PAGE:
This book is racy, intriguing and realistic, and anybody can identify himself with one of the three protagonists (I found myself closest to Hari and sometimes with Ryan.). However, Sudeep (he is a Nine Point Something, I tell you!) said, "It describes bad things that can (and do) happen here at IIT. But it is highly unlikely that more than one of those bad things will happen to anyone. The book describes an "all things gone wrong" situation." True, and who better than Sudeep to know about it. It, however, is still a must read. (Assuming there are people who have not read the book yet. I know none of these rare breed of people.)

I was so amazed with the writing style of Chetan Bhagat, that I couldn't resist myself from bringing home his "One Night @ the Call Center". I hope it it turns out as good as, if not better than, Five Point Someone.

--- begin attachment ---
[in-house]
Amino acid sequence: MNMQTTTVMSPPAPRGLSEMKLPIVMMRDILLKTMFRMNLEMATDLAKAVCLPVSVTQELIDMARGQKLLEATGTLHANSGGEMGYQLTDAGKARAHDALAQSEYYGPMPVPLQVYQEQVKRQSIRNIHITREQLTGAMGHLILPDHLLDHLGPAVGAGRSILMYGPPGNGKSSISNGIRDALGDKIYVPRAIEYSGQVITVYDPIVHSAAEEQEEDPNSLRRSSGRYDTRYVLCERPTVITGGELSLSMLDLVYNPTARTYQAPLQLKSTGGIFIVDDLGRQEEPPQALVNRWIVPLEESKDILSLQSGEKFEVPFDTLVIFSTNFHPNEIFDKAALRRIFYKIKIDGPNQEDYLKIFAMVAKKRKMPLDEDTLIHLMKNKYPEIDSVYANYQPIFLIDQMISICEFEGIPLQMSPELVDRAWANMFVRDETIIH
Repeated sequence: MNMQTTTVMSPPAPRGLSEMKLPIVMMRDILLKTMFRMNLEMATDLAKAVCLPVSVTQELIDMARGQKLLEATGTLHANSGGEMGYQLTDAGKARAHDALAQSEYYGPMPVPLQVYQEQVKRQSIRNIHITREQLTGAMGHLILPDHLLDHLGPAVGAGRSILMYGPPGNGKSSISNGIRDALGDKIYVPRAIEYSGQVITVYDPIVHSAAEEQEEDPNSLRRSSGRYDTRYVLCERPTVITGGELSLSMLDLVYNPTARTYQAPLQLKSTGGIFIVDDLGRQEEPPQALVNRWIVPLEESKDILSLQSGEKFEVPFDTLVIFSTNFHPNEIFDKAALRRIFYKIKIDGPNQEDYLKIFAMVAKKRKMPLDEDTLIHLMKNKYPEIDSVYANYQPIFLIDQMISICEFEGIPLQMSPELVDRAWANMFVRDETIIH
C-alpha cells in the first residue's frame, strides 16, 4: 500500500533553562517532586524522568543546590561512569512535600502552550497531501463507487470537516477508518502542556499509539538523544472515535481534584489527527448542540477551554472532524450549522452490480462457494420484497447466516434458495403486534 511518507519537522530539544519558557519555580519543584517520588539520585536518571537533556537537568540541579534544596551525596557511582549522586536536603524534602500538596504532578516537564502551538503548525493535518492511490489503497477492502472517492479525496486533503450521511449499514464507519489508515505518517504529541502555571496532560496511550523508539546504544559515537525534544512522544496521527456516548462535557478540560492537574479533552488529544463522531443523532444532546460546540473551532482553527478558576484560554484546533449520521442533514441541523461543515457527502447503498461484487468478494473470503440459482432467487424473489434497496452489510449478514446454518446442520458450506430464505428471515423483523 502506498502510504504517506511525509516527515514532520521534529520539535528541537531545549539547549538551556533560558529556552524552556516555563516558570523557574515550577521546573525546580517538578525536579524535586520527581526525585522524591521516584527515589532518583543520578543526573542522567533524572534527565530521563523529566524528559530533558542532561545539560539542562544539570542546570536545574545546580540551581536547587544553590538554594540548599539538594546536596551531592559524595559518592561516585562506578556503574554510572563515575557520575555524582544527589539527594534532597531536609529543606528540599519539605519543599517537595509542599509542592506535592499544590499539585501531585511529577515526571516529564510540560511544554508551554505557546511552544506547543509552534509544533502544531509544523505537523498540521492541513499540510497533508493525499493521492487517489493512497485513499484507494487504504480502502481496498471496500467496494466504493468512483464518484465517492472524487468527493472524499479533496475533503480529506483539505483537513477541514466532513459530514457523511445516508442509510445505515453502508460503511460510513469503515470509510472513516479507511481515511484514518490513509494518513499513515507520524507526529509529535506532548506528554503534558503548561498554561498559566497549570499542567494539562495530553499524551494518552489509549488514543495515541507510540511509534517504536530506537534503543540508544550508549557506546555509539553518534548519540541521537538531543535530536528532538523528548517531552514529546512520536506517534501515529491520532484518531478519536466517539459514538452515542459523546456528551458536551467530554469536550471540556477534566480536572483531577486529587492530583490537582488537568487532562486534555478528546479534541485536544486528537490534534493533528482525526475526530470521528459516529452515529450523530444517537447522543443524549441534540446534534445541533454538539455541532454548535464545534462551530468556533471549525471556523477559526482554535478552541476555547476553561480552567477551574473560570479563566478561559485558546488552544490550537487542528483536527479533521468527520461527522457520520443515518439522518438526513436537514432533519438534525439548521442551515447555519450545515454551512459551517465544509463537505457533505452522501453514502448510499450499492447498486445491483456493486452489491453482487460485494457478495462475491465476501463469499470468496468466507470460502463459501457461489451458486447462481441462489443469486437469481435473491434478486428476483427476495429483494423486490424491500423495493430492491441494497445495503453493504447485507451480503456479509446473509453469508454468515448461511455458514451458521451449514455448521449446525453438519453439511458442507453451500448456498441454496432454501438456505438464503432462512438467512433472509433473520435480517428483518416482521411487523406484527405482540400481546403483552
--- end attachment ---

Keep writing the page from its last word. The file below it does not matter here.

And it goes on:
These (and it includes "The Kite Runner") are the kind of books I like. No 'boy wizard with a magic wand' stuff for me.

P.S. No matter how much a guy would hate to listen to this from girls, it is true that all guys ARE THE SAME. They all think alike and this book just strengthens my belief.